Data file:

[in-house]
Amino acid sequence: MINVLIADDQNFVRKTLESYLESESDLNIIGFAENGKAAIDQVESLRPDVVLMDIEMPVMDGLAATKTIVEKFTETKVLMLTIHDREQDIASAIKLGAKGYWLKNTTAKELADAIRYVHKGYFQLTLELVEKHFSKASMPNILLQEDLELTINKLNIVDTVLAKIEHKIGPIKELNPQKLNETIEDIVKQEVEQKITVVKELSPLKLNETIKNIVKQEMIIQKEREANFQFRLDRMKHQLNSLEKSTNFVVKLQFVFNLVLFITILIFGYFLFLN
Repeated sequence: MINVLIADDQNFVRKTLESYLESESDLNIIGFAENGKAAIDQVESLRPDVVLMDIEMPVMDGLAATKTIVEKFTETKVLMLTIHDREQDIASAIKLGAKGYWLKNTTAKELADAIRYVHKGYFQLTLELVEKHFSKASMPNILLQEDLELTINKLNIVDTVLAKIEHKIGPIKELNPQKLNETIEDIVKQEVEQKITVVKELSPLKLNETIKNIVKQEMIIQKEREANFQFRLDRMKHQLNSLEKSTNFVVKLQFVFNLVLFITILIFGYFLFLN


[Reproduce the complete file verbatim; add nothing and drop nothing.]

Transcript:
[in-house]
Amino acid sequence: MINVLIADDQNFVRKTLESYLESESDLNIIGFAENGKAAIDQVESLRPDVVLMDIEMPVMDGLAATKTIVEKFTETKVLMLTIHDREQDIASAIKLGAKGYWLKNTTAKELADAIRYVHKGYFQLTLELVEKHFSKASMPNILLQEDLELTINKLNIVDTVLAKIEHKIGPIKELNPQKLNETIEDIVKQEVEQKITVVKELSPLKLNETIKNIVKQEMIIQKEREANFQFRLDRMKHQLNSLEKSTNFVVKLQFVFNLVLFITILIFGYFLFLN
Repeated sequence: MINVLIADDQNFVRKTLESYLESESDLNIIGFAENGKAAIDQVESLRPDVVLMDIEMPVMDGLAATKTIVEKFTETKVLMLTIHDREQDIASAIKLGAKGYWLKNTTAKELADAIRYVHKGYFQLTLELVEKHFSKASMPNILLQEDLELTINKLNIVDTVLAKIEHKIGPIKELNPQKLNETIEDIVKQEVEQKITVVKELSPLKLNETIKNIVKQEMIIQKEREANFQFRLDRMKHQLNSLEKSTNFVVKLQFVFNLVLFITILIFGYFLFLN